He said he was out with a friend and thinking about how to get cars through the registration process quickly, safely and efficiently when they passed a Chick-fil-A. A light bulb went off in his head.
“They spent millions of dollars trying to figure it out, and we got it for free just by going by and getting a chicken sandwich,” he jokes now.
Once people pass through the registration area, they enter the testing area. Here, Modrzynski thought about how racers come in for pit stops. A racer doesn’t have to wait for the car in front of him to finish before he can re-enter the race. Similarly, at the testing site, there is a drive lane and six “pit stops” at testing pods. A patient is directed to a specific pod and can leave once the specimen collection is complete by re-entering the drive lane without waiting for other patients to finish.
On its busiest day so far, the site handled 475 patients in their cars, Modrzynski said.
Pastre’s students have documented all of these details. From the placement of stop signs and security personnel to the procedure if someone should faint while wearing personal protective equipment, the document is a thorough look at how the site runs.
Warren said he hopes the document can be disseminated to share what MUSC Health has done as well as to gather feedback from what other institutions have done that could be incorporated into the document.
“By documenting this moment in time, it allows us to come to learn this process of how we deal with testing,” he said.
But the students have even gone beyond documenting the original drive-thru testing site.
“From that, the students started to see opportunities to improve the process of testing and to spread it into different areas, whether it is walk-up testing or other methods of drive-thru,” Pastre said.
This will be phase two of the documentation process, which will delve into walk-up sites, for people without cars, and adaptive reuse of existing infrastructure, whether it be parking garages, schools or other facilities, Modrzynski said.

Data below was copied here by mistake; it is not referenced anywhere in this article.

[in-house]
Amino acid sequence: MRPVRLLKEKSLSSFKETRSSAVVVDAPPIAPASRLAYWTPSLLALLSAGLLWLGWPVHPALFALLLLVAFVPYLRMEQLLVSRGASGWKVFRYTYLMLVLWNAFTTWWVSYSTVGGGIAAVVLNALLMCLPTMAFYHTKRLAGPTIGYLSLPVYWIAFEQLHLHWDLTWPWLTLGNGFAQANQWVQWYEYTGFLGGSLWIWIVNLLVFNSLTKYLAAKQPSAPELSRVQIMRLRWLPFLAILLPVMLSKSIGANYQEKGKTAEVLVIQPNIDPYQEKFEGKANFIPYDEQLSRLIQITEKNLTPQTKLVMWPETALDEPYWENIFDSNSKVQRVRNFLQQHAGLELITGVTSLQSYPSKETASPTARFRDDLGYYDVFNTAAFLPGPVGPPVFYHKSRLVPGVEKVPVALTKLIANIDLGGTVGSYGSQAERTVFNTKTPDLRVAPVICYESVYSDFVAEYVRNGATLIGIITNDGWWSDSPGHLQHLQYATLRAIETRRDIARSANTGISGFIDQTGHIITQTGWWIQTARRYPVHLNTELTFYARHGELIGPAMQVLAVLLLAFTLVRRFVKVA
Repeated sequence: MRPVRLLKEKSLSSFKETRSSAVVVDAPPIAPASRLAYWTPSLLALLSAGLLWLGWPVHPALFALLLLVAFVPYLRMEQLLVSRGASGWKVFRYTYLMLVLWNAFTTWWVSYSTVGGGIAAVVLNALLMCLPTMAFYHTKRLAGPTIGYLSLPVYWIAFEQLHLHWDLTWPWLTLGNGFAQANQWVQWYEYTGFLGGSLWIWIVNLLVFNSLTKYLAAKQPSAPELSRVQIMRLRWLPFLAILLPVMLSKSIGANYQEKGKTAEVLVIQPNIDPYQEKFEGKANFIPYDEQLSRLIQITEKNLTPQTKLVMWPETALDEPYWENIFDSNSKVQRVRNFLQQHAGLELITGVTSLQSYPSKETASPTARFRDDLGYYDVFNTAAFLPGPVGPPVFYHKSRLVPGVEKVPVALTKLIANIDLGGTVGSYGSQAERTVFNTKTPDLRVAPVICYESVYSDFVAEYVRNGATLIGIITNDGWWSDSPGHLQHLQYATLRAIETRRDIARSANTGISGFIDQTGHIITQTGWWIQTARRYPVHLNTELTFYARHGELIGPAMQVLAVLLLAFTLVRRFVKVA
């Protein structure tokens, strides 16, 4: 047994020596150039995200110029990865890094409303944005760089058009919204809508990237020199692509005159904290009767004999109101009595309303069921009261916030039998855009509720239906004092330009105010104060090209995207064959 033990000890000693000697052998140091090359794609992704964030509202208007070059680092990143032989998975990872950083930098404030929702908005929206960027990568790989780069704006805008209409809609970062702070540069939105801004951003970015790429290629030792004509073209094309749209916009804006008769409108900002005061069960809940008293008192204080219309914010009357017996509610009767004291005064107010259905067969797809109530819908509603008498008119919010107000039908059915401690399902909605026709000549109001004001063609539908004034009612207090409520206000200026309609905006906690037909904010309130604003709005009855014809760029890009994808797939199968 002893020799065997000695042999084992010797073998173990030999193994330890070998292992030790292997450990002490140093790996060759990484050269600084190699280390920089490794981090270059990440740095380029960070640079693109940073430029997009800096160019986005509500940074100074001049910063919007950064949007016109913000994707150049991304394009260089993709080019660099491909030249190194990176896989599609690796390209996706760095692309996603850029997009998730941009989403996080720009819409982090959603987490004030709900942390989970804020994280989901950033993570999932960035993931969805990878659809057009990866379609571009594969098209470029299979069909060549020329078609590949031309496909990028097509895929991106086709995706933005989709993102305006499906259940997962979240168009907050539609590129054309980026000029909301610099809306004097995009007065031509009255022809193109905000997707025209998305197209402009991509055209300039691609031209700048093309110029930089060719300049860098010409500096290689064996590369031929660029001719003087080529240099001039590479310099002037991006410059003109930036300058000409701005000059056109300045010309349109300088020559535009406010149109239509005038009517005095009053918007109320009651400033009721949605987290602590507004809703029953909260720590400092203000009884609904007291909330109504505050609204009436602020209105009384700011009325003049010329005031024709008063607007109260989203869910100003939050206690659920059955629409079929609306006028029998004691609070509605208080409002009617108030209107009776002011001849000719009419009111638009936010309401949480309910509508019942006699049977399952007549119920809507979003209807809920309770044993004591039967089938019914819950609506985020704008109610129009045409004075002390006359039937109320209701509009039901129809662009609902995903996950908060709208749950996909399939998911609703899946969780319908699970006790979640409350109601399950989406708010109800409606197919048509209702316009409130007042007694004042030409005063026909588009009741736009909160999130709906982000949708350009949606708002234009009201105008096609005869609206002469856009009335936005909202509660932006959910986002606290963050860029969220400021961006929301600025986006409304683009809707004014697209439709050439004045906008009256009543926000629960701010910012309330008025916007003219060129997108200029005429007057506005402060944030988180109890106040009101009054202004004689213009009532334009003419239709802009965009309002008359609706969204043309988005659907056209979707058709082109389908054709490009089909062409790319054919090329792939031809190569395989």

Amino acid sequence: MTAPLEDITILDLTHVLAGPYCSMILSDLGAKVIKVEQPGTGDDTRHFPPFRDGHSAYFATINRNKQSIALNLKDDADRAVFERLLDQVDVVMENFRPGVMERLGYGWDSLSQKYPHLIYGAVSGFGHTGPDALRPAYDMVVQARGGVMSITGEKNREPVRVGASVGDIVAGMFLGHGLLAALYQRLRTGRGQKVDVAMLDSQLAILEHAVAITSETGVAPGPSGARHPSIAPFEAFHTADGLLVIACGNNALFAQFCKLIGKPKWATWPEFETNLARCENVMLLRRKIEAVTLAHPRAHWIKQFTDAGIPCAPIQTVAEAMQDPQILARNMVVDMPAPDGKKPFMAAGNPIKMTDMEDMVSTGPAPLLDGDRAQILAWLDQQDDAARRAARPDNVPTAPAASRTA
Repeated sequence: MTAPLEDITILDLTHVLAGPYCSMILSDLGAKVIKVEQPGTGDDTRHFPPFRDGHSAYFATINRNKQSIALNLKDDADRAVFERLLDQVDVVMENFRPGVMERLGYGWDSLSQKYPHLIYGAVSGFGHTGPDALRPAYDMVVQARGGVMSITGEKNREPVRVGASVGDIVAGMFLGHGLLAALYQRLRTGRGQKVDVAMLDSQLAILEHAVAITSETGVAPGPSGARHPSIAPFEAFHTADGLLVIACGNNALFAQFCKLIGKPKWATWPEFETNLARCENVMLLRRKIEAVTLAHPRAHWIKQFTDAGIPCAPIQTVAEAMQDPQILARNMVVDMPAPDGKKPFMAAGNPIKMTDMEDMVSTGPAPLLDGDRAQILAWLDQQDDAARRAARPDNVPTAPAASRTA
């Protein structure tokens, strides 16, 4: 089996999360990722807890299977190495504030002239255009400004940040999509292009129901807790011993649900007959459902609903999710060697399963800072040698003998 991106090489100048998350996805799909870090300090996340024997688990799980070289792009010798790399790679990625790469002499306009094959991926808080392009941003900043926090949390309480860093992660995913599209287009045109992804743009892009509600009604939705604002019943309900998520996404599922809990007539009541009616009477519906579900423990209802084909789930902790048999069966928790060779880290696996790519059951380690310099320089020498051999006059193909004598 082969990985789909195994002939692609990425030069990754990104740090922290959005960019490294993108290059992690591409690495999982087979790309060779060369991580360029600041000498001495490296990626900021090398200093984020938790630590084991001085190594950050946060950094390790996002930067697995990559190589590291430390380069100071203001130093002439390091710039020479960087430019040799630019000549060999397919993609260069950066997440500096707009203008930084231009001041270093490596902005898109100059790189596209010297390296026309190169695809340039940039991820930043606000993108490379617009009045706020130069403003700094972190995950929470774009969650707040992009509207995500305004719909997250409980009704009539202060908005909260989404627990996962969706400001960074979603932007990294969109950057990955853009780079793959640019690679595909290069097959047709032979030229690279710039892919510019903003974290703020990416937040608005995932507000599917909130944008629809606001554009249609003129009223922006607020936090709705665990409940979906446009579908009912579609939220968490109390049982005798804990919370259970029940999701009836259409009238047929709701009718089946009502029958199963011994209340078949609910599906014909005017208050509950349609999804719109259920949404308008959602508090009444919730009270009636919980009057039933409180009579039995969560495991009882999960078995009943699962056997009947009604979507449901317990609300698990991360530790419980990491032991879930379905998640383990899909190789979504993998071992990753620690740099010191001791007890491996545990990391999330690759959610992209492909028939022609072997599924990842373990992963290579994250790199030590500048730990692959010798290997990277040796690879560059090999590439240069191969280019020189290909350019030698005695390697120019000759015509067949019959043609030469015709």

While the original task was to set up testing as quickly as possible in a way accessible to most in the Charleston area, MUSC Health is acutely aware of disparities that exist – such as lack of transportation or living in rural areas – that challenge access to this testing.
“We're actually putting some access measures in place now with the pop-up testing MUSC is doing throughout the state,” he said.
MUSC Health has begun offering pop-up testing in smaller communities in the Charleston area as well as rural areas like Mayesville, Hartsville and Santee.
It’s been an exciting collaboration that shows how designers, builders and architects can support health care facilities in emergency situations, Warren said.
“We design and build buildings, but what happens when you have to design something that happens within two weeks? And how do you create with no materials? Design in the moment?
“The most important thing in this process was the realization that as a community, we can work together. Even in times when you’re stuck in a house and being told to stay, we can actively do something to help support people who are in the midst of an emergency,” Warren said.
Modrzynski said he would like to share this hard-won knowledge and the process behind it. Ultimately, he said, he hopes that the pandemic shakes people loose from ingrained ideas and prompts more innovation.
“How do we get out of that ‘normal’ thinking and come up with something that is as normal as possible?” he said. “I don’t think we know, truly, what the new normal is going to be. And I think we’ll find out over the next months, years, of what that new normal is going to be, not only for health care but for society in general.”